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Stories of Old Nevada: Eureka

Stories of Old Nevada: Eureka

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Eureka downtown

Downtown Eureka today

Eureka, Nevada was the nation’s first important silver-lead district, and was Nevada’s second richest mineral producer during the 1800s.

Although silver was discovered at Eureka in 1864, the city did not grow much at first due to the difficulty of extracting the silver from the complex lead ores. In 1869, the first of many smelters was built in Eureka to treat the complex local ores. The arrival of the smelters made large scale mining a reality and Eureka began to grow with its mining industry.

The name Eureka was an exclamation word meaning “I found it!”

The riches coming out of the Eureka mines made the city a hub for mining districts throughout central Nevada, including Austin, Pioche, Belmont and Hamilton. Starting in 1870, an important stage route was established between Eureka and Palisade on the recently completed Transcontinental Railroad. In 1875, the Eureka and Palisade railroad was completed and Eureka’s position as a shipping center for central Nevada mining districts was secured.

Mining peaked in 1878 with over $5 million produced. Over 9,000 people lived in and around Eureka during this time, supporting over 100 saloons, dozens of gambling halls, theaters, multiple newspapers, hotels, restaurants, an opera house, and five fire companies. Eureka, sometimes called the “Pittsburgh of the West,” was the West’s largest and most important smelting center. Sixteen smelters operated just outside town, treating ore from over 50 active mines. Eureka’s smelters used an enormous amount of charcoal.

During the 1870s hundreds of Italian immigrants settled in and around the city and worked as charcoal burners, cutting and burning wood at low oxygen to produce charcoal. Around 5,000 acres of forest were cut each year for charcoal production, and by 1878 most trees within a 50-mile radius were gone. This caused the price of charcoal to steadily rise, but the smelter owners, merchants and teamsters that delivered and consumed the charcoal conspired to keep the price down, effectively straddling the Italian charcoal burners with additional costs.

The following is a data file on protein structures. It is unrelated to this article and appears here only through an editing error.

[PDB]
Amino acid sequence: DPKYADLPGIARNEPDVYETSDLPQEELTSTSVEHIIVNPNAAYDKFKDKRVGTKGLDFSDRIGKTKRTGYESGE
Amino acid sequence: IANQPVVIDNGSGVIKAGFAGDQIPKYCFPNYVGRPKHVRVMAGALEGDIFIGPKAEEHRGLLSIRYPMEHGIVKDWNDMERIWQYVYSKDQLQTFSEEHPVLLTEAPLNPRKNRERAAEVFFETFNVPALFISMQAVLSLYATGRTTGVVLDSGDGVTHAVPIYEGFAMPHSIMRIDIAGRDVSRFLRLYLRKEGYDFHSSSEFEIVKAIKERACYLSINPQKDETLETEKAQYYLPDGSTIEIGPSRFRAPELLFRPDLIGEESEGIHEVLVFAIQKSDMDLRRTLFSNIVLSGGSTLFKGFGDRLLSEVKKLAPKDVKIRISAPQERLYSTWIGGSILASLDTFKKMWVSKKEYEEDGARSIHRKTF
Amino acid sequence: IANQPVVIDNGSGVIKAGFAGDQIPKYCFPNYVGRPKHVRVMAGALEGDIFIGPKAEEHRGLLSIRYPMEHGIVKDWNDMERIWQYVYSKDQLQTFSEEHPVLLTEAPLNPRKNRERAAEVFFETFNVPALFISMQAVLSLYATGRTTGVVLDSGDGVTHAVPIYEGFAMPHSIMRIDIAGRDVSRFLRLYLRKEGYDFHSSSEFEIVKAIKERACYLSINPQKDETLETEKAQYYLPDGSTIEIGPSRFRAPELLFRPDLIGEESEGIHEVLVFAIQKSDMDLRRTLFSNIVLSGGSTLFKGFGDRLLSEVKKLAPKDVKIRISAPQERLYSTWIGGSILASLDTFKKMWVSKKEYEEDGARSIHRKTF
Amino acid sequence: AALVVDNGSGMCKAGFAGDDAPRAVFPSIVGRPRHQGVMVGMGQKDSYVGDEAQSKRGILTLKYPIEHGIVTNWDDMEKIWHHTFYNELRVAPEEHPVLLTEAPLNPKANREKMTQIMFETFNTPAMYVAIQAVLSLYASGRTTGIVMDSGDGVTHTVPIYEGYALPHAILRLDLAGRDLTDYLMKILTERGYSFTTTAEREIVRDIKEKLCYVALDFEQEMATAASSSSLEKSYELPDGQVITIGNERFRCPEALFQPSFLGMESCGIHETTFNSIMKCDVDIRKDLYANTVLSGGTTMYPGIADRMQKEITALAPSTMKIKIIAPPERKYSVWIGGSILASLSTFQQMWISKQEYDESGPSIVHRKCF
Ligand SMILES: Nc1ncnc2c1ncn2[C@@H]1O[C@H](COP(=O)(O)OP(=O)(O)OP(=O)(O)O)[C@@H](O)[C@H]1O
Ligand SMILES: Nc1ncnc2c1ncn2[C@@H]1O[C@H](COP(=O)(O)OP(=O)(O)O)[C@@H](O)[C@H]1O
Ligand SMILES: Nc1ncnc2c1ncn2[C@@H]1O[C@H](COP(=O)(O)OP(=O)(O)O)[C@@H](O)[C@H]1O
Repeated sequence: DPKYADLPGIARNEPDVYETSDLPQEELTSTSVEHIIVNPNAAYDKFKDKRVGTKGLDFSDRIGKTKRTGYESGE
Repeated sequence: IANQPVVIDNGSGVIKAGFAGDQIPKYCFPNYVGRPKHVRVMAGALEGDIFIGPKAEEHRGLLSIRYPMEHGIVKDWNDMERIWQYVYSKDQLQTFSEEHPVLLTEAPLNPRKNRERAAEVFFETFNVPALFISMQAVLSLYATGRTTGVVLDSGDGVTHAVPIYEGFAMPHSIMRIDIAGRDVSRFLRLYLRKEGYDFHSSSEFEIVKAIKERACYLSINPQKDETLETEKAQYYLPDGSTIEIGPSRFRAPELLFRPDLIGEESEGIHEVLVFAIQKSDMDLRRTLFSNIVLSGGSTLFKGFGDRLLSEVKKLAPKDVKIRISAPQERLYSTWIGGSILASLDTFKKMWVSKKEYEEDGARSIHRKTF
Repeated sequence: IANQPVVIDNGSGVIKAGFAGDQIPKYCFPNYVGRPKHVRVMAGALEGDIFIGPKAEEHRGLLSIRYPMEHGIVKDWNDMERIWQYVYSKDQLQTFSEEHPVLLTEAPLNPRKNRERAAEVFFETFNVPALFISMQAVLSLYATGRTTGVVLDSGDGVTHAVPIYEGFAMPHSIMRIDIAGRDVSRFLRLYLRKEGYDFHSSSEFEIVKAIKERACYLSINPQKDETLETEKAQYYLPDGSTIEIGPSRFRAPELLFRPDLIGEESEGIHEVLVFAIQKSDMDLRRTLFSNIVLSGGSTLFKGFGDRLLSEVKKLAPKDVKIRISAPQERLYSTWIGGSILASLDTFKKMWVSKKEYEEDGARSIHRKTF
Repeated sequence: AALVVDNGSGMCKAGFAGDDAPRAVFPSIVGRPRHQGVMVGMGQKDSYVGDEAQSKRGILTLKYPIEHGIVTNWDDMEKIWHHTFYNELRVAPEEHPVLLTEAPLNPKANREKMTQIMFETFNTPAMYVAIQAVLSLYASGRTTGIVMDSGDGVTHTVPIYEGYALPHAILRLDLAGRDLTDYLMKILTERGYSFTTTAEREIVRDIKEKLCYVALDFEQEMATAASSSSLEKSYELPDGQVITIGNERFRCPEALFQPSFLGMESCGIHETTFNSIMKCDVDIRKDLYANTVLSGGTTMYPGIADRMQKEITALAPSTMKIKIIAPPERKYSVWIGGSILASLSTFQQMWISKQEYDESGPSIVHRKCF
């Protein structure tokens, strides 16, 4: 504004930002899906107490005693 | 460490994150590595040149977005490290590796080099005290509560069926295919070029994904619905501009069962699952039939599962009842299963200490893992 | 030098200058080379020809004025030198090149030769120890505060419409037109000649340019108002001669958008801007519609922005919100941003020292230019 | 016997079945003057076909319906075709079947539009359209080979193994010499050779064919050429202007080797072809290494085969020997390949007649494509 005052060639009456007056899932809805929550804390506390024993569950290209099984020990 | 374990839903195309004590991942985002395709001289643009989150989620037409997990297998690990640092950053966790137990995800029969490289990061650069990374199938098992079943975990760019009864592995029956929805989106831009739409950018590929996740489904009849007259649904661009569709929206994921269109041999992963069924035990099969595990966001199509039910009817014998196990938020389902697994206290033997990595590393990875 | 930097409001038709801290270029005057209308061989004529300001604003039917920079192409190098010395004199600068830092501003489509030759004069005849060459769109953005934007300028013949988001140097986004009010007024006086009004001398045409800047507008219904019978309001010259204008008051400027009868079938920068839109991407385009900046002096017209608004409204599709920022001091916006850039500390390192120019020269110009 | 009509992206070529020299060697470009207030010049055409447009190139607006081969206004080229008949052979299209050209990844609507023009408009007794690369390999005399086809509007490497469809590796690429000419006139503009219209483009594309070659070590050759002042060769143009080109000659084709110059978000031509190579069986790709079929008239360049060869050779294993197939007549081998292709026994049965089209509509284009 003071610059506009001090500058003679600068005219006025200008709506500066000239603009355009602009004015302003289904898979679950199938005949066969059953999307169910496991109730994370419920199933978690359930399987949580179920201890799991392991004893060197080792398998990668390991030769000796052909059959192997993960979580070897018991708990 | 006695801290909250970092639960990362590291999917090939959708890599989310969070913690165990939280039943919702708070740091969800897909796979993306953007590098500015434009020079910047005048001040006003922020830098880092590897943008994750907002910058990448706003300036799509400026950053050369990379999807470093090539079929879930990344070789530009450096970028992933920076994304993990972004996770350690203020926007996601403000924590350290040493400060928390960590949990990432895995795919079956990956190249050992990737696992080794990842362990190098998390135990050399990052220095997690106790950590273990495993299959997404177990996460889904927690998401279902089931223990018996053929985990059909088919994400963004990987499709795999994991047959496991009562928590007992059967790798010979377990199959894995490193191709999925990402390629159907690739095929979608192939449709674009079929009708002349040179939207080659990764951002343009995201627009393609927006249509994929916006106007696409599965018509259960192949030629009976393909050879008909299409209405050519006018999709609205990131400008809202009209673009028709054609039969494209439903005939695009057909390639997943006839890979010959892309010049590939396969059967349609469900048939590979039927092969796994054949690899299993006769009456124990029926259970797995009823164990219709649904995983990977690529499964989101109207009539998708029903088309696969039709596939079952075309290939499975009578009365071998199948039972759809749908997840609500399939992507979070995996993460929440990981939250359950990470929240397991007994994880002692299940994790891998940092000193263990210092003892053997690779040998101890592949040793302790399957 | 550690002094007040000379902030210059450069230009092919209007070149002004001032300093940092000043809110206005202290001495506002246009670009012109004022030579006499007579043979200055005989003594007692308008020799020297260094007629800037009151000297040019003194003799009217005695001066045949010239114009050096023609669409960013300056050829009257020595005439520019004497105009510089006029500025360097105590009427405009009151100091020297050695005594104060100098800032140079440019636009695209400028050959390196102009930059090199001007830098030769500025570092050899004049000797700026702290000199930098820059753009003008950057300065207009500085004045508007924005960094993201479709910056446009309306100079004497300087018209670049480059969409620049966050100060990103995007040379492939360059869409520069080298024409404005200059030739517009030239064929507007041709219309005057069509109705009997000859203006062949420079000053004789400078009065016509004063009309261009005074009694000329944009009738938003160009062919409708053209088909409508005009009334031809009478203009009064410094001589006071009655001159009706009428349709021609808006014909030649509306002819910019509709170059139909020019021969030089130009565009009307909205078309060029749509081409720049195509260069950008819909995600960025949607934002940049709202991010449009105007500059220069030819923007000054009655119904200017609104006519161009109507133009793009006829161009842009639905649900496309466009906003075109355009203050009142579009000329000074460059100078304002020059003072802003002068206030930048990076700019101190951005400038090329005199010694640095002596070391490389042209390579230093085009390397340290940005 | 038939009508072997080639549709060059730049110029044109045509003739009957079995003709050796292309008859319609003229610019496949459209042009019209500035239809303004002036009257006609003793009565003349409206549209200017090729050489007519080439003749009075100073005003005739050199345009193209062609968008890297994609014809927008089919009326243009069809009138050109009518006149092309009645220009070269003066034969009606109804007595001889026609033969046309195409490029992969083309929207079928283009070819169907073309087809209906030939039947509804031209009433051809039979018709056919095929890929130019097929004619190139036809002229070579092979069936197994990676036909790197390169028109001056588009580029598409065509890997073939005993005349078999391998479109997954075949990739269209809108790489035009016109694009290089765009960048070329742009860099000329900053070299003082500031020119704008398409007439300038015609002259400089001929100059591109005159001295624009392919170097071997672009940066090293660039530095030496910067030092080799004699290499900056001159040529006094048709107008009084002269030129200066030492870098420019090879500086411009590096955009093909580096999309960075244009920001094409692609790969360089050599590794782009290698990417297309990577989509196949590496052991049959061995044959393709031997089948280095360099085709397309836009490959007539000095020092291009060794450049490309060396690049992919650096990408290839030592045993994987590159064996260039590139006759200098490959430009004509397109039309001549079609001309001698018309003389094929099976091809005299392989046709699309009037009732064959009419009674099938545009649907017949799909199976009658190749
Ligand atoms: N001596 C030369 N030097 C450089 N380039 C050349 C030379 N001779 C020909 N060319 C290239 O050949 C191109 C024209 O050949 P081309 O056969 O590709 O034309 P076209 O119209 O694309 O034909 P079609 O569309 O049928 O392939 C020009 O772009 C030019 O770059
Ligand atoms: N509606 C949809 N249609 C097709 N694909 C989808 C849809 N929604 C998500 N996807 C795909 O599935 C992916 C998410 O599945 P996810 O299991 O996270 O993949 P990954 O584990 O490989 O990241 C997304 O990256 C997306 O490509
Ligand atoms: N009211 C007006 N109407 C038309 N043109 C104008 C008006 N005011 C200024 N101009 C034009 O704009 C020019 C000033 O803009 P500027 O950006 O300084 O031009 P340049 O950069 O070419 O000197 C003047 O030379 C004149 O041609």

During the summer of 1879, around 500 mostly Italian immigrants formed the Charcoal Burners Protective Association in an effort to maintain a fair price for charcoal. The Protective Association members were aggressive in their actions, striking and working to prevent the delivery of the charcoal that was critical to both the operation of the local smelters, but also Eureka’s general prosperity.

The Eureka County sheriff sent out posses on numerous occasions in an effort to arrest the agitators, but the association controlled much of the area outside of Eureka and local law enforcement was unable to resolve the situation. Finally in August the state military was engaged to assist the sheriff in ending the strike. The situation climaxed on August 18, 1879 when deputies and state militia confronted a large group of burners south of Eureka and Fish Creek.

Violence erupted and five Italians were killed. Ultimately it was changing economics that quelled the uprising. Late in 1879 the mining industry experienced a slump and demand for charcoal was reduced. With prices falling, the burners had to give up their demands for better prices.

Despite occasional slumps, the mines of Eureka continued to produce millions in ore each year. However, with the initial boom and excitement over, Eureka settled into the role of established mining center and the population went down to around 6,000 by 1880. Water in the mines became a problem in 1881, requiring extensive pumping that drove production costs up. The ore was still rich however, and the Eureka mining economy soldiered on until 1885 when the bonanza ore bodies were finally exhausted. Leasers now took over many of the mines, and Eureka’s boom years were winding down. In 1890 the district’s largest smelter closed.

Eureka experienced various periods of revival after 1900, but never achieved anything like the boomers of 1875-1885. The last year of noteworthy production was 1940.

Eureka remains an active town and is still the Eureka County seat of government. The town has many historic buildings from the late 1800s, including the impressive county courthouse built in 1879. Despite being one of the most remote towns in America, Eureka is an excellent destination for anyone interested in Nevada’s mining industry.

Dayton author and historian Dennis Cassinelli’s books can be ordered at a discount on his blog at


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